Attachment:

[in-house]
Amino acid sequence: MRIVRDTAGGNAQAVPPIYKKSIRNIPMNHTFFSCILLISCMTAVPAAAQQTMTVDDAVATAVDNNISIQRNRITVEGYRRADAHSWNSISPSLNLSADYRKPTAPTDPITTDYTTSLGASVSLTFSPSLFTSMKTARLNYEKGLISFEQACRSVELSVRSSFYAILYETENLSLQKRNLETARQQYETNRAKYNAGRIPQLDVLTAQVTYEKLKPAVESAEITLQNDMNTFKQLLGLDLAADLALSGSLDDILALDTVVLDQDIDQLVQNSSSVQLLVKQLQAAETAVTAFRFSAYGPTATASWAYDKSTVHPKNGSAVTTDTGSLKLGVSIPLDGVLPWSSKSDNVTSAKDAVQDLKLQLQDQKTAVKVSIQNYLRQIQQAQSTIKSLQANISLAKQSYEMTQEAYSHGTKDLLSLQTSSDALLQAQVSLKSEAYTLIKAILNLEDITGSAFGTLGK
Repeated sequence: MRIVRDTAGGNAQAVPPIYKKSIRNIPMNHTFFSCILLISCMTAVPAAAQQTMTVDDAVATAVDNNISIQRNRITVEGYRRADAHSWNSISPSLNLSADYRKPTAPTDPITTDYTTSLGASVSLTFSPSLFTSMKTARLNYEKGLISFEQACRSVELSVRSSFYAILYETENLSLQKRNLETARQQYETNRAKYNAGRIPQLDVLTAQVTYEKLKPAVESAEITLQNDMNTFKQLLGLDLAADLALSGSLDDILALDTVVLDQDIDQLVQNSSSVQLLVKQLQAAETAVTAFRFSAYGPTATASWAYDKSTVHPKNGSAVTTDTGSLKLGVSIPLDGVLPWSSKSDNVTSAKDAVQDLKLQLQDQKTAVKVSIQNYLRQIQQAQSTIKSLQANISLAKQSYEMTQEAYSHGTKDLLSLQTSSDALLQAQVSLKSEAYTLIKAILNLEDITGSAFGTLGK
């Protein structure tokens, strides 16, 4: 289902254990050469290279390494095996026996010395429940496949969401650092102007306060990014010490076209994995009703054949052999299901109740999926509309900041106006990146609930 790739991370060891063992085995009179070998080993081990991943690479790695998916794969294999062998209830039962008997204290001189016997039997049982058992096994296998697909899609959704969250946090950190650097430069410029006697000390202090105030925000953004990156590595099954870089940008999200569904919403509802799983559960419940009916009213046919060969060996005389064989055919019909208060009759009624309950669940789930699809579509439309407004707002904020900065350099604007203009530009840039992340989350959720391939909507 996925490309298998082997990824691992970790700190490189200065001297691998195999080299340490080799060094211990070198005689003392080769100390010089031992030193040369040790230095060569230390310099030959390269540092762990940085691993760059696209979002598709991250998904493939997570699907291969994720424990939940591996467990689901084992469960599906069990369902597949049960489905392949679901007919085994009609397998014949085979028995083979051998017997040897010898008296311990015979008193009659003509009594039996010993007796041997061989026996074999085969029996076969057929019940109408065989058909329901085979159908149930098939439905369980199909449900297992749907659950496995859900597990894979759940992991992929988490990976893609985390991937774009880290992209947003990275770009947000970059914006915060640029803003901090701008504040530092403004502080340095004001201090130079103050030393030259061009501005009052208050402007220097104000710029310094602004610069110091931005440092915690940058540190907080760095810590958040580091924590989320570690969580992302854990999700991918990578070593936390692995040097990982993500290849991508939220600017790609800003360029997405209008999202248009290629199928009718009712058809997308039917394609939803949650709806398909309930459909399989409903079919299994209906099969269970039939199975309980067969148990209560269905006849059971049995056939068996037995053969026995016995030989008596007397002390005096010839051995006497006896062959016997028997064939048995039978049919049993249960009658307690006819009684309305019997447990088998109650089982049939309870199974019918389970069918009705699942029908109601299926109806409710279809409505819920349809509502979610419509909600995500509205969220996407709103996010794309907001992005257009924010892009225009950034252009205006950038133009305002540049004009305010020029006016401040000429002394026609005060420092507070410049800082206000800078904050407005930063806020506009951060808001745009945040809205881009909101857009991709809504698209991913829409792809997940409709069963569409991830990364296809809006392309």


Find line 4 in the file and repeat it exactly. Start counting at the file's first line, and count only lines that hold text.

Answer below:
């Protein structure tokens, strides 16, 4: 289902254990050469290279390494095996026996010395429940496949969401650092102007306060990014010490076209994995009703054949052999299901109740999926509309900041106006990146609930 790739991370060891063992085995009179070998080993081990991943690479790695998916794969294999062998209830039962008997204290001189016997039997049982058992096994296998697909899609959704969250946090950190650097430069410029006697000390202090105030925000953004990156590595099954870089940008999200569904919403509802799983559960419940009916009213046919060969060996005389064989055919019909208060009759009624309950669940789930699809579509439309407004707002904020900065350099604007203009530009840039992340989350959720391939909507 996925490309298998082997990824691992970790700190490189200065001297691998195999080299340490080799060094211990070198005689003392080769100390010089031992030193040369040790230095060569230390310099030959390269540092762990940085691993760059696209979002598709991250998904493939997570699907291969994720424990939940591996467990689901084992469960599906069990369902597949049960489905392949679901007919085994009609397998014949085979028995083979051998017997040897010898008296311990015979008193009659003509009594039996010993007796041997061989026996074999085969029996076969057929019940109408065989058909329901085979159908149930098939439905369980199909449900297992749907659950496995859900597990894979759940992991992929988490990976893609985390991937774009880290992209947003990275770009947000970059914006915060640029803003901090701008504040530092403004502080340095004001201090130079103050030393030259061009501005009052208050402007220097104000710029310094602004610069110091931005440092915690940058540190907080760095810590958040580091924590989320570690969580992302854990999700991918990578070593936390692995040097990982993500290849991508939220600017790609800003360029997405209008999202248009290629199928009718009712058809997308039917394609939803949650709806398909309930459909399989409903079919299994209906099969269970039939199975309980067969148990209560269905006849059971049995056939068996037995053969026995016995030989008596007397002390005096010839051995006497006896062959016997028997064939048995039978049919049993249960009658307690006819009684309305019997447990088998109650089982049939309870199974019918389970069918009705699942029908109601299926109806409710279809409505819920349809509502979610419509909600995500509205969220996407709103996010794309907001992005257009924010892009225009950034252009205006950038133009305002540049004009305010020029006016401040000429002394026609005060420092507070410049800082206000800078904050407005930063806020506009951060808001745009945040809205881009909101857009991709809504698209991913829409792809997940409709069963569409991830990364296809809006392309």